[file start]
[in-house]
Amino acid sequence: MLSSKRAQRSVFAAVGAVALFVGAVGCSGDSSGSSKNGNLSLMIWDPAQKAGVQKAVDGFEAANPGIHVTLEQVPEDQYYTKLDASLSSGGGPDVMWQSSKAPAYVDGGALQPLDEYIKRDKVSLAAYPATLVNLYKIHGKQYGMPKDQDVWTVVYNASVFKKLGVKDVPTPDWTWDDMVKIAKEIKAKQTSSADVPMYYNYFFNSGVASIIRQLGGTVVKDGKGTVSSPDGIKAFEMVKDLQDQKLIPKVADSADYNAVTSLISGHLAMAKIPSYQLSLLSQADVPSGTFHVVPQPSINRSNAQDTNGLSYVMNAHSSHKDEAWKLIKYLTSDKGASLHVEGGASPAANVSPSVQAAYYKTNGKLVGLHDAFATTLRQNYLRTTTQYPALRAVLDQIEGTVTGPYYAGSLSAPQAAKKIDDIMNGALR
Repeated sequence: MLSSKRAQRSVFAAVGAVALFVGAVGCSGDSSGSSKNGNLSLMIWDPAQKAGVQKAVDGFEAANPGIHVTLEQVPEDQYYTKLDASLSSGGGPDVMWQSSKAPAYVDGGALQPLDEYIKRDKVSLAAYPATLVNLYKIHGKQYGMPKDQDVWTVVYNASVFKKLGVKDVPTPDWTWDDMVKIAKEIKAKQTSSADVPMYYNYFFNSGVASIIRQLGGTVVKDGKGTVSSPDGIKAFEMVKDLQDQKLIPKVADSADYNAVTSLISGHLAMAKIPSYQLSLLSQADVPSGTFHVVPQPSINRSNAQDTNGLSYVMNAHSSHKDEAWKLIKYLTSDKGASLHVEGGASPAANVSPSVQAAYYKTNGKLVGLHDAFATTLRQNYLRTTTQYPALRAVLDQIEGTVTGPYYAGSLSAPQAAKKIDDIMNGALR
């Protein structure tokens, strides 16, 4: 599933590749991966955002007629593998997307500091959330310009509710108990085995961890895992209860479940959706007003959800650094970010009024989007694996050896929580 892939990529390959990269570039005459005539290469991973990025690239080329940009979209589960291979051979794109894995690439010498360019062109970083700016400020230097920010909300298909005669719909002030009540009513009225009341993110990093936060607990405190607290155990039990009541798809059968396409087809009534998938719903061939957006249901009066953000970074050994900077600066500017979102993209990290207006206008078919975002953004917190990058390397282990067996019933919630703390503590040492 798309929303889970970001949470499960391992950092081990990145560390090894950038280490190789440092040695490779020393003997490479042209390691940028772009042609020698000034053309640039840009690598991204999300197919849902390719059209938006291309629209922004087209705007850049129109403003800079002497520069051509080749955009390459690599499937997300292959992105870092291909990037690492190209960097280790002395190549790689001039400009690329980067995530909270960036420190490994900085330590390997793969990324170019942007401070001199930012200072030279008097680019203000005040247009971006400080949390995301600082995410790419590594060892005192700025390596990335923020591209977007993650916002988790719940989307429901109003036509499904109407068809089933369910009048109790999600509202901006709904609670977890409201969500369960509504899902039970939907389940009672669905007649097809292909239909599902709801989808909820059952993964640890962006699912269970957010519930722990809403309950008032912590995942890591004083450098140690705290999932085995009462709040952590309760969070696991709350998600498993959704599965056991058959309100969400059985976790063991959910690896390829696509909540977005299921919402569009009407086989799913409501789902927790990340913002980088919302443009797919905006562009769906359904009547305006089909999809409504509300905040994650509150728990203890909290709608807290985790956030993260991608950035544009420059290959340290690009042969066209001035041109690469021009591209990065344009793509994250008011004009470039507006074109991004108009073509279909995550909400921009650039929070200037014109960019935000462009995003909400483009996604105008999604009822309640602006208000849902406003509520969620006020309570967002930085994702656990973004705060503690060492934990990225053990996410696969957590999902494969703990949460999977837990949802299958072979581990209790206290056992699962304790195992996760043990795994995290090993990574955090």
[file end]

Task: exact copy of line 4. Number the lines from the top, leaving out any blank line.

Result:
């Protein structure tokens, strides 16, 4: 599933590749991966955002007629593998997307500091959330310009509710108990085995961890895992209860479940959706007003959800650094970010009024989007694996050896929580 892939990529390959990269570039005459005539290469991973990025690239080329940009979209589960291979051979794109894995690439010498360019062109970083700016400020230097920010909300298909005669719909002030009540009513009225009341993110990093936060607990405190607290155990039990009541798809059968396409087809009534998938719903061939957006249901009066953000970074050994900077600066500017979102993209990290207006206008078919975002953004917190990058390397282990067996019933919630703390503590040492 798309929303889970970001949470499960391992950092081990990145560390090894950038280490190789440092040695490779020393003997490479042209390691940028772009042609020698000034053309640039840009690598991204999300197919849902390719059209938006291309629209922004087209705007850049129109403003800079002497520069051509080749955009390459690599499937997300292959992105870092291909990037690492190209960097280790002395190549790689001039400009690329980067995530909270960036420190490994900085330590390997793969990324170019942007401070001199930012200072030279008097680019203000005040247009971006400080949390995301600082995410790419590594060892005192700025390596990335923020591209977007993650916002988790719940989307429901109003036509499904109407068809089933369910009048109790999600509202901006709904609670977890409201969500369960509504899902039970939907389940009672669905007649097809292909239909599902709801989808909820059952993964640890962006699912269970957010519930722990809403309950008032912590995942890591004083450098140690705290999932085995009462709040952590309760969070696991709350998600498993959704599965056991058959309100969400059985976790063991959910690896390829696509909540977005299921919402569009009407086989799913409501789902927790990340913002980088919302443009797919905006562009769906359904009547305006089909999809409504509300905040994650509150728990203890909290709608807290985790956030993260991608950035544009420059290959340290690009042969066209001035041109690469021009591209990065344009793509994250008011004009470039507006074109991004108009073509279909995550909400921009650039929070200037014109960019935000462009995003909400483009996604105008999604009822309640602006208000849902406003509520969620006020309570967002930085994702656990973004705060503690060492934990990225053990996410696969957590999902494969703990949460999977837990949802299958072979581990209790206290056992699962304790195992996760043990795994995290090993990574955090």